“Can I write a thank you note?” the little boy asked and I had to laugh because I have tried on several occasions to get our little people to write thank you notes for the gifts they have received and they have always stubbornly and creatively avoided the task.
“Well, sure,” I replied as I scribbled my own, very late, birthday thank you notes. “Who are you thanking?”
“The crossing guard.”
“I think that is an excellent choice.”
And he set to work writing and drawing a most sincere thank you note.
Our crossing guard is not particularly chatty. In fact, we don’t even know his name. But, we do know he’ll be there every morning and every afternoon to help us cross a busy street. Rain, snow, sleet, dark of winter afternoon, he’s even more dependable than the postal service, and he always greets us in exactly the same way.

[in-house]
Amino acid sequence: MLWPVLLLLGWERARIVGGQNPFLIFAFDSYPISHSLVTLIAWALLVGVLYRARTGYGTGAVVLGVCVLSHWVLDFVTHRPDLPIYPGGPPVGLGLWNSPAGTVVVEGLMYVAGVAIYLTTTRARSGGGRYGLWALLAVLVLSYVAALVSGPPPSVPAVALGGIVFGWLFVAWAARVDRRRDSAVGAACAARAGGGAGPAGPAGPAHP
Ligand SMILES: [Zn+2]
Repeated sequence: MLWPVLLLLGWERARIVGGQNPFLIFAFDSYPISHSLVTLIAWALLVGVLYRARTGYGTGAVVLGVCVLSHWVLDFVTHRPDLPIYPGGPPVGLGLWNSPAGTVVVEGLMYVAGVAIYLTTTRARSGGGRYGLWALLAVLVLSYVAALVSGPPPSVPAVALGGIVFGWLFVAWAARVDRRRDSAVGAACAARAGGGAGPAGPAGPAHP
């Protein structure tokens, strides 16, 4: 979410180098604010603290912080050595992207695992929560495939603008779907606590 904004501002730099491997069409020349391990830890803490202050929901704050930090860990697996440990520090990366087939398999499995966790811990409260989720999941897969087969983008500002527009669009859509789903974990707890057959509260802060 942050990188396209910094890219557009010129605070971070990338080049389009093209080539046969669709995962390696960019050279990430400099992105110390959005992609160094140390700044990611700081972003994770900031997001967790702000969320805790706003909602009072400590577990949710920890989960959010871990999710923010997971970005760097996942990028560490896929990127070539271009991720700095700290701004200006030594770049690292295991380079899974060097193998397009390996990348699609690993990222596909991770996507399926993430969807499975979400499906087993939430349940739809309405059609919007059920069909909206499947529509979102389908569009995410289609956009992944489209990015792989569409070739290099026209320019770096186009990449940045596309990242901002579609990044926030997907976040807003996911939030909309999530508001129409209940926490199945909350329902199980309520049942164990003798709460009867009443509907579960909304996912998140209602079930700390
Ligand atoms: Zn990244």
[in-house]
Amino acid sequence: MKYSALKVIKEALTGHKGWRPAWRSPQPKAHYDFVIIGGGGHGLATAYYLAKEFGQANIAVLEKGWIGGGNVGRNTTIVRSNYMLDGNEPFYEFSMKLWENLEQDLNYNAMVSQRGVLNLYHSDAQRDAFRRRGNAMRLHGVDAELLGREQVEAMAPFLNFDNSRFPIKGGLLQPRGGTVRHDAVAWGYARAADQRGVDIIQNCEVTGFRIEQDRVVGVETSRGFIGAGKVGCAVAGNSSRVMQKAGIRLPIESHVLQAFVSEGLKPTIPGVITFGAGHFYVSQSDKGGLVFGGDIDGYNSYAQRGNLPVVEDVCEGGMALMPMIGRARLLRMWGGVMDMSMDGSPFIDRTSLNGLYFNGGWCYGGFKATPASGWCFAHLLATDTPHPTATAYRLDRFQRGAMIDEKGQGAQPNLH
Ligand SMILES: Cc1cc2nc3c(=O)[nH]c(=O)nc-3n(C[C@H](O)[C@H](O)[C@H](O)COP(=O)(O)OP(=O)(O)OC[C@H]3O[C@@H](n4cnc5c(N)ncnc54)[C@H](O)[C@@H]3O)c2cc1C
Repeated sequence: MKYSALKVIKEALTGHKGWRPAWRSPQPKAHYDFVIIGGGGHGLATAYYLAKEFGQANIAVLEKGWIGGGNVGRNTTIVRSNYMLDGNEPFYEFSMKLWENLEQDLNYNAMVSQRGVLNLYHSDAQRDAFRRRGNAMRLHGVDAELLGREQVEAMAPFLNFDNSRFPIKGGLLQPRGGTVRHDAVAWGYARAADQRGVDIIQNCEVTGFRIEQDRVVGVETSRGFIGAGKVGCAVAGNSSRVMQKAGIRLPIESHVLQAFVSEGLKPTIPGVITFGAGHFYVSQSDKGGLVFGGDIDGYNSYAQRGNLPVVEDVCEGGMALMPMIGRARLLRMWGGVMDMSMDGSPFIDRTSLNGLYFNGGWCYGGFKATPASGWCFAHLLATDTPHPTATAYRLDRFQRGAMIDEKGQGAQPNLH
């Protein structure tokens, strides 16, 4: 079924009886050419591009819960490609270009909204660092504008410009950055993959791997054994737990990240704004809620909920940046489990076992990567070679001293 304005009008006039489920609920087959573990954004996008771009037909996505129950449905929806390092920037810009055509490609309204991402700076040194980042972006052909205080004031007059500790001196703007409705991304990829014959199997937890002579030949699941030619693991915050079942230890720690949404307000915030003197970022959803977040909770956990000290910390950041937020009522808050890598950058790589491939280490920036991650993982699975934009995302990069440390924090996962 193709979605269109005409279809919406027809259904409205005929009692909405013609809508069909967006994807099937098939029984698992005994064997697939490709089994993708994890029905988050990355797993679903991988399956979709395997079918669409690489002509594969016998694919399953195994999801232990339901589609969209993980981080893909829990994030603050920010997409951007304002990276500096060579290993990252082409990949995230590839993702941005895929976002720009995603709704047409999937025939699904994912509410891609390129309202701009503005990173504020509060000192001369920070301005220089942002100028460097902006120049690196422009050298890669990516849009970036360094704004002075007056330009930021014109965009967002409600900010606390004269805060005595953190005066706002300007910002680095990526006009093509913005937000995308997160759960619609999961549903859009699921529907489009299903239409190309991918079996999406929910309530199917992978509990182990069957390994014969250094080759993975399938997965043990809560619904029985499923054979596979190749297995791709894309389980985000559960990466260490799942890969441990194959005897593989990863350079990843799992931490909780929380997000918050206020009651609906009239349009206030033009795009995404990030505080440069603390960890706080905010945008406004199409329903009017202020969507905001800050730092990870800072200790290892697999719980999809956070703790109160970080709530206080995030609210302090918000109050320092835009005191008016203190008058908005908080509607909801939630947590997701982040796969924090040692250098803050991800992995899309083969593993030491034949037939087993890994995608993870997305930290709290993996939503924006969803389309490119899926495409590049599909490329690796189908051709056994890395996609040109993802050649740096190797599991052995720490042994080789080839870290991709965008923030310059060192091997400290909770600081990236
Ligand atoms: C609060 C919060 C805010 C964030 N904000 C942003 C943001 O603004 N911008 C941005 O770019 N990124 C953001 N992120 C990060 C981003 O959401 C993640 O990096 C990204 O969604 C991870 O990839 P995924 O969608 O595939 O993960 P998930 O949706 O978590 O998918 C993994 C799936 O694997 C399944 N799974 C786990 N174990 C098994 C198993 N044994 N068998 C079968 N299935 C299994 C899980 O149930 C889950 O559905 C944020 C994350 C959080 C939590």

“Stay there now,” he says, because I know we seem like the kind of walkers who will suddenly bolt across the street. Then he waves us on. “Ok now.”
As we pass in front of him, he says “You have a good day now.”
And, mostly, we do because we have people we can count on to help us along the way.
If you want to know what makes an impact on a child, reliability ranks high. So does tolerance.
Our crossing guard does not judge us for the shenanigans that make our walk to school more interesting — the shadow game, the dog petting, the dandelion wishing, the time we walked backwards for a stretch.
He just waits patiently until we arrive at his corner, then guides us across the street.
Our roads through life can be full of potholes and zooming obstacles we don’t even see. It sure is nice when people show up for us every day.